NEW ORLEANS (WVUE) - A plant at the center of criticism for possibly causing cancer is now facing another lawsuit. In another Air of Uncertainty report, we talk to residents who say the plant’s chloroprene emissions harm and impact their day-to-day lives.
For nearly two decades, Juanea Butler has raised her family and worked as a teacher in Laplace.
“When I started working, I noticed that I began coughing a lot. I was coughing so much my family was concerned,” said Butler.
That was six years ago. She said she kept excusing the coughing, the wheezing, the sinus problems, heart palpitations as a simple cold, until she couldn’t ignore her body any longer.
“I felt like, you know how when you feel you’re drowning? You’re so stuffed up you feel you can’t gasp,” said Butler.
She went to multiple doctors, underwent multiple surgeries and is on several medications, but still no relief or explanation for her pain and discomfort. It wasn’t until a community meeting about chloroprene concerns caused her to wonder if there might be a connection.
“To know if you’re having something in the air, you know, it’s bad and you continue to have it go in the air and you know it’s affecting people and you know there are side effects that are causing it. It’s just not fair,” said Butler.
Since the EPA notified the Denka plant of potential concerns, Denka said it has implemented projects to reduce and monitor chloroprene emissions in and around the site.
Butler is named in a class action lawsuit maintaining the chloroprene emissions cause people living nearby physical pain. She said listing her symptoms is embarrassing and depressing.
But the lawsuit lays it out in black and white: heart and thyroid problems, respiratory, vomiting and other issues, all pointing to the chloroprene emissions from the nearby Denka plant as the cause.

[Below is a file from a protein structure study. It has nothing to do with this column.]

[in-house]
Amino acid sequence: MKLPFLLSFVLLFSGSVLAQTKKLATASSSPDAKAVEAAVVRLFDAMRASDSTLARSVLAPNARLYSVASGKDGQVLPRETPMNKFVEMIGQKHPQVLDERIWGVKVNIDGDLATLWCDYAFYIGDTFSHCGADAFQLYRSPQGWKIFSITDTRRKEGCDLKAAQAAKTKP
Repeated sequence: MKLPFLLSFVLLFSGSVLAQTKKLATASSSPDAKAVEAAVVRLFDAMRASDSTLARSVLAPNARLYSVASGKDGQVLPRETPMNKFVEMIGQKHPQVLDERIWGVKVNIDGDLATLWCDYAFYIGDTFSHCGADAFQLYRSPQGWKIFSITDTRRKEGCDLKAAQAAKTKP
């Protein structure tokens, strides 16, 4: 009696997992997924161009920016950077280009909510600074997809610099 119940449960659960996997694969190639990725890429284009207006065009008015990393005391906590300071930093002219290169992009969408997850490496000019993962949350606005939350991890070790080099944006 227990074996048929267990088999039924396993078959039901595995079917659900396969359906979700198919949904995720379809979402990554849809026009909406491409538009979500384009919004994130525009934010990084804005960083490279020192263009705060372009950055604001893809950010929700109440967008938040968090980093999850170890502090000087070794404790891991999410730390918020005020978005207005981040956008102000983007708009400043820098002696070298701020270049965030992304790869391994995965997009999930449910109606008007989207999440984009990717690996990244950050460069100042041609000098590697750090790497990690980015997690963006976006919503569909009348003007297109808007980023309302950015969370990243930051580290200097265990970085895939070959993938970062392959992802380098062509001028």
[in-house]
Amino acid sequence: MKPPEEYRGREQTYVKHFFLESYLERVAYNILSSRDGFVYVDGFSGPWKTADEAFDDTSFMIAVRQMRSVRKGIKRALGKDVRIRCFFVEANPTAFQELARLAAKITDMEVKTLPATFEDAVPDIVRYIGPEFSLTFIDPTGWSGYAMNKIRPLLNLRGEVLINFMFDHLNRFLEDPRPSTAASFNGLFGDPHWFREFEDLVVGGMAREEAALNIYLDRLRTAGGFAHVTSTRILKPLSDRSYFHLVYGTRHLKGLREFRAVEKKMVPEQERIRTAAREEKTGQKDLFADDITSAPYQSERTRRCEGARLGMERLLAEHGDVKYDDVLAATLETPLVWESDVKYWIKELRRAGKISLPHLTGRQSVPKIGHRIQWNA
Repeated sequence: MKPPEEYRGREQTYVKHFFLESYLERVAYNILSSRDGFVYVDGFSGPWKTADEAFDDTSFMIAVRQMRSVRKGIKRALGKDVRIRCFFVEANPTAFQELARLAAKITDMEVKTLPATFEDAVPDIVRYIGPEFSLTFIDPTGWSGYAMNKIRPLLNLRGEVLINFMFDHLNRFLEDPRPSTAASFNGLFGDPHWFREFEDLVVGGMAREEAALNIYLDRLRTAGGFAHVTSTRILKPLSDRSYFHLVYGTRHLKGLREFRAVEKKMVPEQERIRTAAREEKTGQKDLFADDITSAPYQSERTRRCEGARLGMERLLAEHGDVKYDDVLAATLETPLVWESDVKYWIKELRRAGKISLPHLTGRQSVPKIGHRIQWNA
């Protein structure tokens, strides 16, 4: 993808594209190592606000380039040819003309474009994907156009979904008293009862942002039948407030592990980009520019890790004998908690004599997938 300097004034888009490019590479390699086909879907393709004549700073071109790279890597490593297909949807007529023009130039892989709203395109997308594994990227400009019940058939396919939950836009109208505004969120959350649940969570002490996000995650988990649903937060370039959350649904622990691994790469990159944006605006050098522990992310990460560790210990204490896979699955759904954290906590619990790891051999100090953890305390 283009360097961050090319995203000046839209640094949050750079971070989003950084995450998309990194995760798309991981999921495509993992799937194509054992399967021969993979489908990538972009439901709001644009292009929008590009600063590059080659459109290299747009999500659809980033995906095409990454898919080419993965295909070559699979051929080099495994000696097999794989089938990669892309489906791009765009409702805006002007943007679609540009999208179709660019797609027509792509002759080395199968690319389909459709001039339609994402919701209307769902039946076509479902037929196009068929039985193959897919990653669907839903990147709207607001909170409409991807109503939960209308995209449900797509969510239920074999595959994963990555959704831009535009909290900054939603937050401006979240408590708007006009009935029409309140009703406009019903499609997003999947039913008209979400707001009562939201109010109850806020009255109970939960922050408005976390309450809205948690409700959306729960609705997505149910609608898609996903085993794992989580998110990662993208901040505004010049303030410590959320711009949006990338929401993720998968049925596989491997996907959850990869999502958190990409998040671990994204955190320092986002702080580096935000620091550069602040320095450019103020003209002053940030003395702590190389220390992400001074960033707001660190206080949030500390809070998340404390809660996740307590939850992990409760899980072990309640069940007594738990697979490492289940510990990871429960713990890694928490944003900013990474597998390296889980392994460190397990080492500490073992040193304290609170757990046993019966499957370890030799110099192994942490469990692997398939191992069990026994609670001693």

Butler said she hasn’t been diagnosed with cancer like some of her neighbors, but that doesn’t mean she doesn’t suffer. Danny Russell, the attorney for the case against Denka, said they have no idea how far-reaching or how many generations could be affected from the years of exposure. But he said the number of calls into his office now might be an indication.
"The fact is you have people in Laplace, Louisiana working, going to school - they can’t live their daily lives like other people outside of Laplace can. They’re constantly exposed to toxic chemicals, and it’s affecting their daily lives…Someone has to be their voice. There are thousands of people out there sick with all of the same conditions. It’s not coincidence,” said Russell.
Butler said she’s proof of the pain and just wants relief for herself, her family and her home.
“At the end of the day, everybody wants to survive, everyone wants to live, and if it’s something in the air they can change, it needs to be done,” said Butler.
This is a separate lawsuit from those alleging chloroprene causes cancer.
Russell said they will have another hearing in federal court later this month. He’s hopeful the judge will remand the case to state court.
A Denka spokesperson said they cannot comment on pending litigation.